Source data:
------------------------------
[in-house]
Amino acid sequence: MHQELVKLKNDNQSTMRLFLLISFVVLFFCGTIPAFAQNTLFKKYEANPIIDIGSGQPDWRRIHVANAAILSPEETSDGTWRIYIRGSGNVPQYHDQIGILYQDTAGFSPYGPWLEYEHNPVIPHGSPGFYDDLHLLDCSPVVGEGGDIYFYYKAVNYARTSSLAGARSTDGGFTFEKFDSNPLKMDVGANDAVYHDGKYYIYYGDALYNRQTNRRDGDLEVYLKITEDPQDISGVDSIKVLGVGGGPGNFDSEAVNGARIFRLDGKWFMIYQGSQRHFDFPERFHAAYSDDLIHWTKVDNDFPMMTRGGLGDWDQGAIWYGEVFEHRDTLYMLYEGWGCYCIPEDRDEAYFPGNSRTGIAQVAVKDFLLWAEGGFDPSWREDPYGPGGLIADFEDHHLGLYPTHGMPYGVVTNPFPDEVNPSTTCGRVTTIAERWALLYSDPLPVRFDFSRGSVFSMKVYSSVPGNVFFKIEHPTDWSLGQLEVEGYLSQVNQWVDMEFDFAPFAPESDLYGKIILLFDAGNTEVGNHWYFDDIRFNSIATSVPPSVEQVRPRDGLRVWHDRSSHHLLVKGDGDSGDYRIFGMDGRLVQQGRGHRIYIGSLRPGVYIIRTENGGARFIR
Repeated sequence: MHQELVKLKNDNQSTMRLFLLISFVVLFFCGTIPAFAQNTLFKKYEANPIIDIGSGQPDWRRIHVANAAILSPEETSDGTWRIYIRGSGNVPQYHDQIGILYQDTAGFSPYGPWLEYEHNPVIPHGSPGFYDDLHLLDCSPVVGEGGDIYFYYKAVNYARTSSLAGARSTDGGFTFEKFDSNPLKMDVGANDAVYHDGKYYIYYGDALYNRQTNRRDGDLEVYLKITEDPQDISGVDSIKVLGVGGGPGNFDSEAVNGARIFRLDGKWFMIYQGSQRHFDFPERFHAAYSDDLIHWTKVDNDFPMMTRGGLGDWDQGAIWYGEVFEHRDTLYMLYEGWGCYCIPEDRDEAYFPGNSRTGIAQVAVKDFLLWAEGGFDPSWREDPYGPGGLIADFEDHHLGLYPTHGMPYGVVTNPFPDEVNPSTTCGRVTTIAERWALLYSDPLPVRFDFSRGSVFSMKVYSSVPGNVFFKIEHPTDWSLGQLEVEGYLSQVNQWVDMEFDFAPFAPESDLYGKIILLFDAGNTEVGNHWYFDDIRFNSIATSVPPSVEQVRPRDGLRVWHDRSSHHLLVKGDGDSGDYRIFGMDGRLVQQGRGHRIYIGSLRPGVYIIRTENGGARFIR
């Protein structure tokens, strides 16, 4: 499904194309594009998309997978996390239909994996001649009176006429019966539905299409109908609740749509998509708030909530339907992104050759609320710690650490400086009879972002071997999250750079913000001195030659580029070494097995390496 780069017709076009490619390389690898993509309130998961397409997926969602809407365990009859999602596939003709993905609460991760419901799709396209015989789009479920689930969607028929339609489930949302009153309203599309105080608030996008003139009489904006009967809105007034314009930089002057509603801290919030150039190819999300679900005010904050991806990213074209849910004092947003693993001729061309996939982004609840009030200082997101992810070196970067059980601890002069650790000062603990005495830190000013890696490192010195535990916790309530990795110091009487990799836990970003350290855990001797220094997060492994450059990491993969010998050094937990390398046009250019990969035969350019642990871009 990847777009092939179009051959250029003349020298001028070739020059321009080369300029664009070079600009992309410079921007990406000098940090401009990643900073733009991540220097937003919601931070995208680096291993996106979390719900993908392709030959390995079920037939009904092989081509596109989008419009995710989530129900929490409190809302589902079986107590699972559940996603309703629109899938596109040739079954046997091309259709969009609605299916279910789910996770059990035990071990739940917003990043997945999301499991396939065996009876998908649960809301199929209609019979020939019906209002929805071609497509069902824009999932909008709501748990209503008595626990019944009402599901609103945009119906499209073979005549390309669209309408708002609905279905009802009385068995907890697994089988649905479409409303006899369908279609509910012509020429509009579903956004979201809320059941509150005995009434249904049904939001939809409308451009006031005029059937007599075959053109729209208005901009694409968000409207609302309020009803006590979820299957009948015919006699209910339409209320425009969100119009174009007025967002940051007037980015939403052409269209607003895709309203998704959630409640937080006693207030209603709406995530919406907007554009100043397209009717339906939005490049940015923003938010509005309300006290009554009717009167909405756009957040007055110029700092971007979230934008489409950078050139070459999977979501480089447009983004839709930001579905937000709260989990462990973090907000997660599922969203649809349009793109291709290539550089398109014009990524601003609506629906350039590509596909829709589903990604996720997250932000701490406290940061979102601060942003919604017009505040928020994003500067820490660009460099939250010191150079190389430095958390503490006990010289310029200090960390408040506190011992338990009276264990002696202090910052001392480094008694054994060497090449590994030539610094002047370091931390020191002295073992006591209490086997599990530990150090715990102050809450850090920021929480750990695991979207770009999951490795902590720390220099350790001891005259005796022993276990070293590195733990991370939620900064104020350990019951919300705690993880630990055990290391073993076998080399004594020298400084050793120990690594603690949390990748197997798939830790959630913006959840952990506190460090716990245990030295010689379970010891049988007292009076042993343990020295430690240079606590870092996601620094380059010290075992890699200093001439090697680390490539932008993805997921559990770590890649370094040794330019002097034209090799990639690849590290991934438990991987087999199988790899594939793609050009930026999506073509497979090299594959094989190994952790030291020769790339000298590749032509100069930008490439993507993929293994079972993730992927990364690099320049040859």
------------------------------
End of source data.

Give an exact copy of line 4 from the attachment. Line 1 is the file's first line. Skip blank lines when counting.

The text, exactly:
């Protein structure tokens, strides 16, 4: 499904194309594009998309997978996390239909994996001649009176006429019966539905299409109908609740749509998509708030909530339907992104050759609320710690650490400086009879972002071997999250750079913000001195030659580029070494097995390496 780069017709076009490619390389690898993509309130998961397409997926969602809407365990009859999602596939003709993905609460991760419901799709396209015989789009479920689930969607028929339609489930949302009153309203599309105080608030996008003139009489904006009967809105007034314009930089002057509603801290919030150039190819999300679900005010904050991806990213074209849910004092947003693993001729061309996939982004609840009030200082997101992810070196970067059980601890002069650790000062603990005495830190000013890696490192010195535990916790309530990795110091009487990799836990970003350290855990001797220094997060492994450059990491993969010998050094937990390398046009250019990969035969350019642990871009 990847777009092939179009051959250029003349020298001028070739020059321009080369300029664009070079600009992309410079921007990406000098940090401009990643900073733009991540220097937003919601931070995208680096291993996106979390719900993908392709030959390995079920037939009904092989081509596109989008419009995710989530129900929490409190809302589902079986107590699972559940996603309703629109899938596109040739079954046997091309259709969009609605299916279910789910996770059990035990071990739940917003990043997945999301499991396939065996009876998908649960809301199929209609019979020939019906209002929805071609497509069902824009999932909008709501748990209503008595626990019944009402599901609103945009119906499209073979005549390309669209309408708002609905279905009802009385068995907890697994089988649905479409409303006899369908279609509910012509020429509009579903956004979201809320059941509150005995009434249904049904939001939809409308451009006031005029059937007599075959053109729209208005901009694409968000409207609302309020009803006590979820299957009948015919006699209910339409209320425009969100119009174009007025967002940051007037980015939403052409269209607003895709309203998704959630409640937080006693207030209603709406995530919406907007554009100043397209009717339906939005490049940015923003938010509005309300006290009554009717009167909405756009957040007055110029700092971007979230934008489409950078050139070459999977979501480089447009983004839709930001579905937000709260989990462990973090907000997660599922969203649809349009793109291709290539550089398109014009990524601003609506629906350039590509596909829709589903990604996720997250932000701490406290940061979102601060942003919604017009505040928020994003500067820490660009460099939250010191150079190389430095958390503490006990010289310029200090960390408040506190011992338990009276264990002696202090910052001392480094008694054994060497090449590994030539610094002047370091931390020191002295073992006591209490086997599990530990150090715990102050809450850090920021929480750990695991979207770009999951490795902590720390220099350790001891005259005796022993276990070293590195733990991370939620900064104020350990019951919300705690993880630990055990290391073993076998080399004594020298400084050793120990690594603690949390990748197997798939830790959630913006959840952990506190460090716990245990030295010689379970010891049988007292009076042993343990020295430690240079606590870092996601620094380059010290075992890699200093001439090697680390490539932008993805997921559990770590890649370094040794330019002097034209090799990639690849590290991934438990991987087999199988790899594939793609050009930026999506073509497979090299594959094989190994952790030291020769790339000298590749032509100069930008490439993507993929293994079972993730992927990364690099320049040859």